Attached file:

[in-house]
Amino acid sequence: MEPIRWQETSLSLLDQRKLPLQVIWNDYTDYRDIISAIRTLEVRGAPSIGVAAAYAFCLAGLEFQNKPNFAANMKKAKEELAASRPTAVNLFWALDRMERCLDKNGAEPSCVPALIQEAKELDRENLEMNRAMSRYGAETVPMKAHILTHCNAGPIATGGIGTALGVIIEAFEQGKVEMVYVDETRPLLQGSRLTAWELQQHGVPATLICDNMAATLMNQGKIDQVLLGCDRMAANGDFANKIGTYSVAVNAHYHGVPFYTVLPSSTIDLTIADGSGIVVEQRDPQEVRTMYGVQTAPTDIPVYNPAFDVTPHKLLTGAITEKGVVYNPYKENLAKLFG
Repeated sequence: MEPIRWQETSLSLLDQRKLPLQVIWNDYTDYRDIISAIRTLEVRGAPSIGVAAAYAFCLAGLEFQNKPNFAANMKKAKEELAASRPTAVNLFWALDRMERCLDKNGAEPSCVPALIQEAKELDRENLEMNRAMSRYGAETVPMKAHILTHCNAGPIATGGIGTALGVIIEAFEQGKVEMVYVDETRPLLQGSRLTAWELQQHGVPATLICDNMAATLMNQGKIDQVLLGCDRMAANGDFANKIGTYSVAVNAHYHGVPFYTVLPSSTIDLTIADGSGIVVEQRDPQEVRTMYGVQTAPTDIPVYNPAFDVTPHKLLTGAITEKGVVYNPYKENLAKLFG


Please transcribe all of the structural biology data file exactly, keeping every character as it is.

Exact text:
[in-house]
Amino acid sequence: MEPIRWQETSLSLLDQRKLPLQVIWNDYTDYRDIISAIRTLEVRGAPSIGVAAAYAFCLAGLEFQNKPNFAANMKKAKEELAASRPTAVNLFWALDRMERCLDKNGAEPSCVPALIQEAKELDRENLEMNRAMSRYGAETVPMKAHILTHCNAGPIATGGIGTALGVIIEAFEQGKVEMVYVDETRPLLQGSRLTAWELQQHGVPATLICDNMAATLMNQGKIDQVLLGCDRMAANGDFANKIGTYSVAVNAHYHGVPFYTVLPSSTIDLTIADGSGIVVEQRDPQEVRTMYGVQTAPTDIPVYNPAFDVTPHKLLTGAITEKGVVYNPYKENLAKLFG
Repeated sequence: MEPIRWQETSLSLLDQRKLPLQVIWNDYTDYRDIISAIRTLEVRGAPSIGVAAAYAFCLAGLEFQNKPNFAANMKKAKEELAASRPTAVNLFWALDRMERCLDKNGAEPSCVPALIQEAKELDRENLEMNRAMSRYGAETVPMKAHILTHCNAGPIATGGIGTALGVIIEAFEQGKVEMVYVDETRPLLQGSRLTAWELQQHGVPATLICDNMAATLMNQGKIDQVLLGCDRMAANGDFANKIGTYSVAVNAHYHGVPFYTVLPSSTIDLTIADGSGIVVEQRDPQEVRTMYGVQTAPTDIPVYNPAFDVTPHKLLTGAITEKGVVYNPYKENLAKLFG